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bemyax

Member
Jan 29, 2020
24
4
Iowa
I'm not in the Northeast, so perhaps I'm out of order here. Earlier this year we had a red flag warning, but no Storm Watch. I called in and asked them to pass the circumstance up the chain of command. About two hours later, it activated. There are flaws in the system beyond the zip code problem. In my municipality days of soaking rain followed by a simple wind advisory will bring tree-related power outages. This situation is not covered under Storm Watch parameters. It would be nice if Tesla could recruit local experts' input based on their knowledge of an immediate situation.

David
 

holeydonut

Active Member
Supporting Member
Jun 27, 2020
2,609
1,956
East Bay NorCal
While anybody has a right to be upset when things don't work as expected, the point here is that 1) expectations need to be reset for how the product actually works, and 2) while improvements can be made to the product, there are limits, including general prohibitions against grid charging, which storm watch is skirting as it is.

Storm Watch didn't fail because "too bad wrong zip code" - it didn't activate because, according to the NWS, the location was apparently not in a warning area. I can't speak for the past storms, other than to note that Henri was a tropical depression by the time it hit central MA, so it is likely that hurricane/tropical storm warnings were not issued for the area.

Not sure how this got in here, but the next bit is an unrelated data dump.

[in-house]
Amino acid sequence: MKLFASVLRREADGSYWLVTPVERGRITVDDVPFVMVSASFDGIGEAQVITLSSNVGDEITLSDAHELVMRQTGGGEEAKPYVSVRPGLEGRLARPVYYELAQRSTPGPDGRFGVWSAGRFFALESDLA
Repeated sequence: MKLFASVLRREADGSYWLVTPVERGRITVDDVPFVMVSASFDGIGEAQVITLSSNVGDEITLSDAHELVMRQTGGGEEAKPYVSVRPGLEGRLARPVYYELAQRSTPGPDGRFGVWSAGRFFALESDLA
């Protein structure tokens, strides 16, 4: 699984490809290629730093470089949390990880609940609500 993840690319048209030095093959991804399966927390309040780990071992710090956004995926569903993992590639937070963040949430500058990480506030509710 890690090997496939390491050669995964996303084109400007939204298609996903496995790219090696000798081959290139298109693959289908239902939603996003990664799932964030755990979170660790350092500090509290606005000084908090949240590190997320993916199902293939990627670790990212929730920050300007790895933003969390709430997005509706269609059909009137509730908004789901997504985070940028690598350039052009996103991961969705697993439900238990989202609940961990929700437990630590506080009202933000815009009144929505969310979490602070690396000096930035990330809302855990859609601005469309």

Constructive criticism of Storm Watch is welcome, and I think people are generally receptive to those ideas (for whatever good posting them on a non-company forum does.) Since you talk of semantics, the simplest might be to re-brand it to something like "Disaster Watch" as that is perhaps closer to what it is doing - helping where widespread/long-term outages are anticipated, and not just where storms may take out power.

But, until changes occur, the best solution when a storm is known to be coming in advance - especially where one has a history of outages - is to set a high reserve on the PWs. We all have a choice in how we use our PWs, but if outages are an issue and a concern, users do have a simple way to maintain the high reserve of storm watch on their own.